In making this announcement, Ban put out a call to action to policy-mak¬ers and industry alike to undertake ac¬tions that are needed to improve the economic, social and environmental needs of our global community. The road to success involves the creation and support of well-designed, multi-sector partnerships that will drive cap¬ital flows into existing, clean energy solutions.
The built environment – existing buildings and new stock – provides a ripe opportunity for such a public-pri¬vate partnership to meet SE4ALL ob¬jectives. Buildings use more than 80% of electricity and 40% of energy glob¬ally. They consume more than half of energy globally if construction materi¬als are taken into account. Doubling the rate of energy efficiency in build¬ings would dramatically shift global consumption of resources and free up budgetary resources for other critical social investments.
In 2008, for the first time in history, more than half of the world’s popula¬tion – 3.3 billion people – lived in ur¬ban areas. That number is expected to increase to 5 billion by 2030. Accord¬ing to a report by Global Construction Perspectives and Oxford Economics, the global construction market will grow from $7.2 trillion today to $12 trillion by 2020. As that urbanisation takes place, we can choose to lock in energy inefficient buildings and their accompanying greenhouse gas emis¬sions, or we can choose to pursue a low-carbon future.
In preparation for Rio+20, a new consortium of key actors in the build¬ing sector has come together to ex¬plore a public-private partnership on energy efficiency in buildings. Under the auspices of the UN Foundation, the BCSE has joined several other leading international organisations, companies and NGO partners to de¬velop a strategy and design for such a partnership, which will be announced at Rio+20. The partnership would sup¬port the energy efficiency objectives of SE4ALL and would identify and support the actions to accelerate the global deployment of energy efficiency in buildings. It would offer a coordi¬nated yet distributed model, based on private sector leadership, to support and improve the effectiveness of the work public institutions are doing on this public policy issue.
As currently envisioned, the part¬nership will identify and promote proven policy and regulatory ap-proaches that support best practice standards and business models that increase the flow of commercial mar¬ket investment. It will raise aware¬ness through the design and execu¬tion of a global communications and advocacy strategy, raise visibility of the issue at high-level venues, and engage the UN system in a more co¬ordinated fashion. For example, the partnership could assist the UN in improving building energy efficiency in the 10 UN member countries that will pilot the SE4All initiative. It could also engage with the five newly created UN Regional Commission Energy Efficiency Policy Forums to help member countries to improve national planning and implementa¬tion in the buildings sector.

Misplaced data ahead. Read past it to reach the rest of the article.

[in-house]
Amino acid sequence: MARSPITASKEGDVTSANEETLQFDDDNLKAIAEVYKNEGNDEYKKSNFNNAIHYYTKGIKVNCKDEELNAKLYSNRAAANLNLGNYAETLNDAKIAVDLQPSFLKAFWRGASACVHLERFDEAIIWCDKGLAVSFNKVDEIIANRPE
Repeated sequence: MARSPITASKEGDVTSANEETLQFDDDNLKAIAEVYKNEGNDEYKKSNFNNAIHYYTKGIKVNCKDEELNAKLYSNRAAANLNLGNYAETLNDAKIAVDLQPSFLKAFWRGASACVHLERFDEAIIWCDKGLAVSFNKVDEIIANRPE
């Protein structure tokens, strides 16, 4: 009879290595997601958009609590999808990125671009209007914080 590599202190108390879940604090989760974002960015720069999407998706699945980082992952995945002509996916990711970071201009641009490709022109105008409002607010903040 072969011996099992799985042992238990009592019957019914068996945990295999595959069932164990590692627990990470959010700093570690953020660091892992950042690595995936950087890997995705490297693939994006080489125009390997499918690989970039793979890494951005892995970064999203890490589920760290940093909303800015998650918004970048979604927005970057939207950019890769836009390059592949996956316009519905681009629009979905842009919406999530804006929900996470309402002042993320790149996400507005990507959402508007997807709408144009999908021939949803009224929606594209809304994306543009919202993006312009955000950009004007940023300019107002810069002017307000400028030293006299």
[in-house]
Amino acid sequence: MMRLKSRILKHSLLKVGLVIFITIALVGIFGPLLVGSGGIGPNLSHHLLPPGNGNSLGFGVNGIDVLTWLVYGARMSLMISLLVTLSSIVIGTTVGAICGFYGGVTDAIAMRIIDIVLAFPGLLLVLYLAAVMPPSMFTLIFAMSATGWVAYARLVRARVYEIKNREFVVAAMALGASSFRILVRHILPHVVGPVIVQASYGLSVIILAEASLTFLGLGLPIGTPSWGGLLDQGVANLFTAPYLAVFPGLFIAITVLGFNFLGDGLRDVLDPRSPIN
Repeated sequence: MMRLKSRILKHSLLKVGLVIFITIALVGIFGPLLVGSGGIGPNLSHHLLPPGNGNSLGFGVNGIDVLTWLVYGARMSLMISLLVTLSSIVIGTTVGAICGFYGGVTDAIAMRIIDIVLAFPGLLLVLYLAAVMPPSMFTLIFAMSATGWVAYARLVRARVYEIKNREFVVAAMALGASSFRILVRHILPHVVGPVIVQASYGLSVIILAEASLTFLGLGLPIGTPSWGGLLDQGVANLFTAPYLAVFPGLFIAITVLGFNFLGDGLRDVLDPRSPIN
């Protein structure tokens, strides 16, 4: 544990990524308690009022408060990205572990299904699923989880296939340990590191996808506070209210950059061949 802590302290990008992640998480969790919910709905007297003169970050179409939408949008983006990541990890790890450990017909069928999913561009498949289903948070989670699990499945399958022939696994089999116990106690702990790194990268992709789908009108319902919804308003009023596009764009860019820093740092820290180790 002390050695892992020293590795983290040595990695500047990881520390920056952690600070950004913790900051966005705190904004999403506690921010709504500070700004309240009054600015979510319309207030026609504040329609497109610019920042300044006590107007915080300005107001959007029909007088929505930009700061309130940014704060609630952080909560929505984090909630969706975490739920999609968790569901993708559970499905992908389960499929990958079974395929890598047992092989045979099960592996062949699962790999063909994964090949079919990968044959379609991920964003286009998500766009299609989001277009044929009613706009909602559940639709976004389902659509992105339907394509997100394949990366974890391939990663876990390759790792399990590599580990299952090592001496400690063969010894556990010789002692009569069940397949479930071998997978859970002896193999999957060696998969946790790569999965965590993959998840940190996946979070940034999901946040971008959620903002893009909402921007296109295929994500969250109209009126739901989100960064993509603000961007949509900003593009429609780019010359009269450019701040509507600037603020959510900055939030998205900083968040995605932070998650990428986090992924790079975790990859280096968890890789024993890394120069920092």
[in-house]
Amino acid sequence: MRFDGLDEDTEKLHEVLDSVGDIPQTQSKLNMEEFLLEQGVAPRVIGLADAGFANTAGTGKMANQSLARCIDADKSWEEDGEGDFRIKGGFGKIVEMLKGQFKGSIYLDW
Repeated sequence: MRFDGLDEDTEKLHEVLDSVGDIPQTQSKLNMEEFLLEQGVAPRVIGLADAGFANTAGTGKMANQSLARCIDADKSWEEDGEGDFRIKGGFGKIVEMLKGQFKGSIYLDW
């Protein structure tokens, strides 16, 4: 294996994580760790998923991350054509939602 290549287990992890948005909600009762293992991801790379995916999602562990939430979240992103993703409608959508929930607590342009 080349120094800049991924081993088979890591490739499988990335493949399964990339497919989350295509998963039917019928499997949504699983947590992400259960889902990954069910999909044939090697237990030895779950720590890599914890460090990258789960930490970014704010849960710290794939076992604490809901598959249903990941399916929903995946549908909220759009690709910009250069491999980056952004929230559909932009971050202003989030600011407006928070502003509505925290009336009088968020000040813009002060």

Key focus areas will likely in¬clude energy efficient building codes, voluntary green build¬ing standards, zero or low-energy con¬struction, retrofit of existing buildings, increasing energy use awareness and the new ISO 50001 energy manage¬ment standard.
An example of the type of work that can be fostered and shared under a buildings partnership is the Driving Transformation Toolkit. Developed by Johnson Controls, in collaboration with BCSE, the Center for Clean Air Policy, the US Green Building Council and the World Green Building Coun¬cil, the toolkit reviews the policy op¬tions available to emerging economies to drive a transformation to more en¬ergy efficient buildings. A second out¬come from this collaboration will be released at Rio+20 on the importance of buildings for sustainable develop¬ment, giving a private sector perspec¬tive on policy priorities and providing a tool for policy-makers to conduct a self-assessment on building efficiency policy.
The emphasis at Rio+20 will be rightly placed on forging new and strengthening existing partnerships between businesses, governments and communities that are implementing sustainable development actions at the local level. Public-private partnerships are needed to galvanise and coordinate efforts and the business community stands ready to do its part.
See the original version of this article as it appeared in the June 2012 issue of Environmental Finance.